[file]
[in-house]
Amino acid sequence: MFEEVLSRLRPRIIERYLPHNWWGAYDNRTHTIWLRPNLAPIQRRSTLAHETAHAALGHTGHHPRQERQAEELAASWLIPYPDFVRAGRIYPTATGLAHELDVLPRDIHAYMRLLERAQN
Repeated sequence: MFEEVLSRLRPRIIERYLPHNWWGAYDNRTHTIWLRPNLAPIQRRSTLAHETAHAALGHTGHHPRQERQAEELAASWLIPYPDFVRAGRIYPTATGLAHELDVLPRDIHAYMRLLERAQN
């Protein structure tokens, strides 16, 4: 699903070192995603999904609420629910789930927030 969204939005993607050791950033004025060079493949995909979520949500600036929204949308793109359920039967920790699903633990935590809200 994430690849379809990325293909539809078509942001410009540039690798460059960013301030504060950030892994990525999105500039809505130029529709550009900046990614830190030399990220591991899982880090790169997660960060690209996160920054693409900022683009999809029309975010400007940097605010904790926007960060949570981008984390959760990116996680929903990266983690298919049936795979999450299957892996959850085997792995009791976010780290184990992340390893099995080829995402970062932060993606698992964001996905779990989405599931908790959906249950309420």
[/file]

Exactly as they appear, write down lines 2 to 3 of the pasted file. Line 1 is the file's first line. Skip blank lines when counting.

Amino acid sequence: MFEEVLSRLRPRIIERYLPHNWWGAYDNRTHTIWLRPNLAPIQRRSTLAHETAHAALGHTGHHPRQERQAEELAASWLIPYPDFVRAGRIYPTATGLAHELDVLPRDIHAYMRLLERAQN
Repeated sequence: MFEEVLSRLRPRIIERYLPHNWWGAYDNRTHTIWLRPNLAPIQRRSTLAHETAHAALGHTGHHPRQERQAEELAASWLIPYPDFVRAGRIYPTATGLAHELDVLPRDIHAYMRLLERAQN